What You Need to Know About Prosecco Superiore DOCG

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When you drink Prosecco, make the Superiore choice. This specialized region to the north of Venice spreads across 15 Italian towns between Conegliano (KOH-neh-L’EE’AH-noh) to the east and Valdobbiadene (VAHL-dohb-BEE’AH-deh-ne) to the west.

This swath of northern Italy is blessed with stony soils and a moderate Adriatic climate and is home to the indigenous grapes that are used in Prosecco. The most important grape here is Glera; Prosecco Superiore must be made with at least 85% of this variety. The addition of other local grapes is allowed as well. Conegliano is home to Italy’s first winemaking school, founded in 1876. It is here that the Italian Method of winemaking using special pressurized tanks was developed and perfected.

Because the hillsides here are so steep grapes can only be harvested by hand, creating handcrafted wines from the vineyard to the bottle. Many family-owned plots are tiny, causing Conegliano Valdobbiadene’s 178 wineries to rely on thousands of small farmers. This extraordinary landscape is now under consideration to become a UNESCO World Heritage Site.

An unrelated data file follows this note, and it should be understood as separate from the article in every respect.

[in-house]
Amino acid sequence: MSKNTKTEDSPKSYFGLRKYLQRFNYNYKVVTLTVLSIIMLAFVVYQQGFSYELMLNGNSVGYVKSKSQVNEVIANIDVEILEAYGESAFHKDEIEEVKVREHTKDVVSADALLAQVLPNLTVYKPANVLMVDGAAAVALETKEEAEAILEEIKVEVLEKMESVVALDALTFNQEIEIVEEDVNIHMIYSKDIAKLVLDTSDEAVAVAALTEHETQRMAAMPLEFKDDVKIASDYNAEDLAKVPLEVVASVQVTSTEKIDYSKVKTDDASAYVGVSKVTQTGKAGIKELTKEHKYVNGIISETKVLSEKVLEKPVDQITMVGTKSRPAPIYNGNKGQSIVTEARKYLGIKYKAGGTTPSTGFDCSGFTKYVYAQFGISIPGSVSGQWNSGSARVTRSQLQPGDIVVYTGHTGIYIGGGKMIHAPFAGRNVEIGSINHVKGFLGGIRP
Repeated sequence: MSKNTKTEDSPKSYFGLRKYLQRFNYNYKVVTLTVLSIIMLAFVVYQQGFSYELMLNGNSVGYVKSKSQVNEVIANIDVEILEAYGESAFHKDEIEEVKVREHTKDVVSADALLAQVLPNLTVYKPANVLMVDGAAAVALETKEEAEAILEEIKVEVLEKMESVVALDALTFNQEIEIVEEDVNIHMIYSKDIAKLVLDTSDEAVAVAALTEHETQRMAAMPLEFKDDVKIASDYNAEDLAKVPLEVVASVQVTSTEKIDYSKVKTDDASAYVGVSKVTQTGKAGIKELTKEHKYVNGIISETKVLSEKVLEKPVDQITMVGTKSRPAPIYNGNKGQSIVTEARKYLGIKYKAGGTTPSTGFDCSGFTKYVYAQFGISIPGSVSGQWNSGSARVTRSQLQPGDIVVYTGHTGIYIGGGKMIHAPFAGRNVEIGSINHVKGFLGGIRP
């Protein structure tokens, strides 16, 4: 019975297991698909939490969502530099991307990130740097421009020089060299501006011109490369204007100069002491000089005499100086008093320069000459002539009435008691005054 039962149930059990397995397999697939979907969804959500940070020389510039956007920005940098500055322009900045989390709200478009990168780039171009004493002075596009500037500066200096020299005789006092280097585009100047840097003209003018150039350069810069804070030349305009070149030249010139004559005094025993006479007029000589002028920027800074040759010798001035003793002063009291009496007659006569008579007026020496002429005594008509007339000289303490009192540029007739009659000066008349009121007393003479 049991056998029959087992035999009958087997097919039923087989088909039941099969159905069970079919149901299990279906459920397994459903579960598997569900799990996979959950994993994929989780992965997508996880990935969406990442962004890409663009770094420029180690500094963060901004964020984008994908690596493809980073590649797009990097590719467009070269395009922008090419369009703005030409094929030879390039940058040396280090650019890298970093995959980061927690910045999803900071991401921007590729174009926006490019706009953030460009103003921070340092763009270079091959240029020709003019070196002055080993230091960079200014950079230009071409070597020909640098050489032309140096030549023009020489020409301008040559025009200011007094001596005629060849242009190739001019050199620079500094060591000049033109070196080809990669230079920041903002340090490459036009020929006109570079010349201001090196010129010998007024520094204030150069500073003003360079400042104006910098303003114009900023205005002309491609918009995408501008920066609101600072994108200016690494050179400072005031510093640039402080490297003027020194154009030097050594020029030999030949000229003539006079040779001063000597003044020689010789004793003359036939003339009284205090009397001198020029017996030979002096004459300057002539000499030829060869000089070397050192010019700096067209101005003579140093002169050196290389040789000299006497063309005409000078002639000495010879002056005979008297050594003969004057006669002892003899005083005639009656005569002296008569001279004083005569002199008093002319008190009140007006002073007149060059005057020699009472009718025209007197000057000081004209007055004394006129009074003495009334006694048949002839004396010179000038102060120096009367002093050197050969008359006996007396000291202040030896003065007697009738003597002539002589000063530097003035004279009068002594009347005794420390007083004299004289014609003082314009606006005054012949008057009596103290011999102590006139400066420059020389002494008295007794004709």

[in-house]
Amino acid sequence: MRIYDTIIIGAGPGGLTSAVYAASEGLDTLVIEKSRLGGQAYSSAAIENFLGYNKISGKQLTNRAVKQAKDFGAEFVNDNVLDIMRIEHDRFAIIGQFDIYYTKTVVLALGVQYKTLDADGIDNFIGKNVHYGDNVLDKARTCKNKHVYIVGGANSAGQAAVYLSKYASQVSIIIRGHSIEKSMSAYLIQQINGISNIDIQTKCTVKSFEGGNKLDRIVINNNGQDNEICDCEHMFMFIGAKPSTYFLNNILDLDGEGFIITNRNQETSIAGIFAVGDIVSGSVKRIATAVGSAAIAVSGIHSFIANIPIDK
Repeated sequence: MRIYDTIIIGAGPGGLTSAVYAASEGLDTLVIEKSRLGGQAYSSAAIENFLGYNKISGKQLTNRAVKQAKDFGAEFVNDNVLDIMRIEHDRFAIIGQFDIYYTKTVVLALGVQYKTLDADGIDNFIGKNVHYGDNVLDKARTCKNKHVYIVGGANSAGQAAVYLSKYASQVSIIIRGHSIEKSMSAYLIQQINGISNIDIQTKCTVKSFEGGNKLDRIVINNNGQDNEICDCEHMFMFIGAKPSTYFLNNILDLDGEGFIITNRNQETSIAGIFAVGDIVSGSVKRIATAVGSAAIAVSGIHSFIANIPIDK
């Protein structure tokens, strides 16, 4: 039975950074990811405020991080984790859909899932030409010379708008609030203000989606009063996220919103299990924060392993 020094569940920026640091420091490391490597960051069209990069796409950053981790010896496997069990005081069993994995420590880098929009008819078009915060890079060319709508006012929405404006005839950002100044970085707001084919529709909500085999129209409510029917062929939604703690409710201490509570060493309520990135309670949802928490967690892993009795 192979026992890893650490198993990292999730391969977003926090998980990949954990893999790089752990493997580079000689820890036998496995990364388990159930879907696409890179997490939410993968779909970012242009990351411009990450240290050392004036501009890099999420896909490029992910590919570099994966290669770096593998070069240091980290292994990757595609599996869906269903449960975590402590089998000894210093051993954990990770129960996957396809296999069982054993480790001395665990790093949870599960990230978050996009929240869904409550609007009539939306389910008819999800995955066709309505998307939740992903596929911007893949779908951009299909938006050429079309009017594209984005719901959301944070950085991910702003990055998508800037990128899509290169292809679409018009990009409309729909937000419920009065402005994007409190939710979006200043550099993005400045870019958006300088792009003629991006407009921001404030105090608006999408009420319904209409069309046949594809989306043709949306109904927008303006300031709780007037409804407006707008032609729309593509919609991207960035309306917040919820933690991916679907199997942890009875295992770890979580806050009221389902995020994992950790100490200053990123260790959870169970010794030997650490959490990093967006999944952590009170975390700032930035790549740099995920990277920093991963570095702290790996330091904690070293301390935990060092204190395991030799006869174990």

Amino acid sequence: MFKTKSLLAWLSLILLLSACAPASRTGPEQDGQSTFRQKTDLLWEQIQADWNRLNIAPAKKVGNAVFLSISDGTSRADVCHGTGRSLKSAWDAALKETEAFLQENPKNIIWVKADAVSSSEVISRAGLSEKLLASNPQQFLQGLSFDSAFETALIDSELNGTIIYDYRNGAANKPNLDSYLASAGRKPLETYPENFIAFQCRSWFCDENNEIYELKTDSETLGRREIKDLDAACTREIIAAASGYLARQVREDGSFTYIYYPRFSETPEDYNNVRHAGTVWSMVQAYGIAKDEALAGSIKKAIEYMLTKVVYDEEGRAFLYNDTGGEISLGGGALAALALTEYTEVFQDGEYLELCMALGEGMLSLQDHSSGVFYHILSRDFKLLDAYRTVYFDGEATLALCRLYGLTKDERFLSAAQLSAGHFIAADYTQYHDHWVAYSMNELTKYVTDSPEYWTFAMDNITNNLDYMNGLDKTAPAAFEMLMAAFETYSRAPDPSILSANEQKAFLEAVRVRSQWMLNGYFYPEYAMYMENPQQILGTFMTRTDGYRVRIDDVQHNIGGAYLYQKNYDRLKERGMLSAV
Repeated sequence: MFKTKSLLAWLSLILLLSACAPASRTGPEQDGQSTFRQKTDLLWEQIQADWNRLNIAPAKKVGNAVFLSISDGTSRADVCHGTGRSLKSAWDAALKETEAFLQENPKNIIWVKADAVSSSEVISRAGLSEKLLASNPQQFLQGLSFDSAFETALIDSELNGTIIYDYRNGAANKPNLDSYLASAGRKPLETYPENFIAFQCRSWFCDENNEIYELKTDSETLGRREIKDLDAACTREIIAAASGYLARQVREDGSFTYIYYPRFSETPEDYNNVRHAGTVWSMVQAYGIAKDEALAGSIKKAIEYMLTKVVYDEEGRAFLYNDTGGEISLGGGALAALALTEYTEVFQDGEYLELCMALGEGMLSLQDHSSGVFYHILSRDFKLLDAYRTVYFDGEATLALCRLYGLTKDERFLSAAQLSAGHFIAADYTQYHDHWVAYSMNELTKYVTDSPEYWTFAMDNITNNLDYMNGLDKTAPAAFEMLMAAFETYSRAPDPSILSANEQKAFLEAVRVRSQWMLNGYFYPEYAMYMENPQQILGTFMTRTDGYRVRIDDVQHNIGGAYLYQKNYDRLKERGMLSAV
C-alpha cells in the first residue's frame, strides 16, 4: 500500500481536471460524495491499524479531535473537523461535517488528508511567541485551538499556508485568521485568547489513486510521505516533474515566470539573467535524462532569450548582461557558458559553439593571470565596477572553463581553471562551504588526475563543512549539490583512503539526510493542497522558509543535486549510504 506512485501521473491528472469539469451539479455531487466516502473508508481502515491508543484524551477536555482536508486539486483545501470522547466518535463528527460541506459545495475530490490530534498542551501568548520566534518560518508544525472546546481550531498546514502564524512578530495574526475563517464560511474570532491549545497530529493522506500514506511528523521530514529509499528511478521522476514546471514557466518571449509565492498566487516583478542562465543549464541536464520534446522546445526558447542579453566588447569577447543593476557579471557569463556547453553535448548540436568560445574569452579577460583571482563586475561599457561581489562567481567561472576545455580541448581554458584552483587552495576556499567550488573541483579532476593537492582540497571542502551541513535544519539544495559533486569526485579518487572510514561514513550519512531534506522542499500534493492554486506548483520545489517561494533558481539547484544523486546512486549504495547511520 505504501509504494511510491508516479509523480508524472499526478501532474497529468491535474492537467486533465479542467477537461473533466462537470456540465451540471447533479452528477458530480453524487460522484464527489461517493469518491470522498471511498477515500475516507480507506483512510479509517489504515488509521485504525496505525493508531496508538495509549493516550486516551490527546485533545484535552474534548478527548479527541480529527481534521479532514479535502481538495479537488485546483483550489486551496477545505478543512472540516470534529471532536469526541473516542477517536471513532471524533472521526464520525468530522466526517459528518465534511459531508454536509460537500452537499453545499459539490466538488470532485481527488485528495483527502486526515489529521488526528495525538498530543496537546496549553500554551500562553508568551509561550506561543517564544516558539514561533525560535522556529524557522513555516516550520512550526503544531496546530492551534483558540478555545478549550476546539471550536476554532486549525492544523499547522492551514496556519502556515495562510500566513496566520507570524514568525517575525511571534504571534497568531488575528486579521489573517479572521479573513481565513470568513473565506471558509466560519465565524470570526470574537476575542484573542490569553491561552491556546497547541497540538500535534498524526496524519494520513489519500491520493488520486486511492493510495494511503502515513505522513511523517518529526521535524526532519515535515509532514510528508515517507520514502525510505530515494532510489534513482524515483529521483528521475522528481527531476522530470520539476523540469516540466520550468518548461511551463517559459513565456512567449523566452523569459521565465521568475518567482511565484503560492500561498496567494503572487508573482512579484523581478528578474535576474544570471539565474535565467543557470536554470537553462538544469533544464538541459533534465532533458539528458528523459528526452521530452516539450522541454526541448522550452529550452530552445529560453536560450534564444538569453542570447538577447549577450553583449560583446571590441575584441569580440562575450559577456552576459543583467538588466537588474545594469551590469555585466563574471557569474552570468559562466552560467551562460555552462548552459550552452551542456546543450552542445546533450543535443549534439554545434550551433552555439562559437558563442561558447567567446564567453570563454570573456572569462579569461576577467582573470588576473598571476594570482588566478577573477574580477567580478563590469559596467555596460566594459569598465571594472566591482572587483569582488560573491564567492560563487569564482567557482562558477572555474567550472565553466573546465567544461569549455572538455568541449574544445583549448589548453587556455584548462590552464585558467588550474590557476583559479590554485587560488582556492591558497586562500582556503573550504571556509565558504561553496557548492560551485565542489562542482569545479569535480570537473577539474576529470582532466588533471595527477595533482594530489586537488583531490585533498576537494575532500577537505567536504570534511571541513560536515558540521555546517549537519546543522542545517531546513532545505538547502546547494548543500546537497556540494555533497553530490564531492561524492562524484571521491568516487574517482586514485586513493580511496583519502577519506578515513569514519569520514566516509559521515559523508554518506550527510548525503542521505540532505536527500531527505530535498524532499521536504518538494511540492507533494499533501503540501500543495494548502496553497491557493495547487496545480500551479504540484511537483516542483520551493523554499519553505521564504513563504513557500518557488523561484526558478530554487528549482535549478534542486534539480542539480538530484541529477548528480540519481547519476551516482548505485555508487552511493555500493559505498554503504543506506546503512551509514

In Prosecco DOCG, 95% of wines are classified as spumante (sparkling), and Prosecco Superiore comes in varying levels of sweetness, from dry to sweet. Believe it or not, the sweetest is labeled Dry, and this moderately sweet style of Prosecco DOCG is terrific with spicy foods or fruit tarts. Extra Dry falls in the mid-range on the sweetness scale. The driest Prosecco Superiore is labeled Brut, and it will feature fine bubbles and lively citrus flavors with a hint of toast.

When choosing Prosecco, look for the DOCG strip on the bottle, along with the name Conegliano or Valdobbiadene (or both), plus the word Superiore.

Published on November 30, 2017



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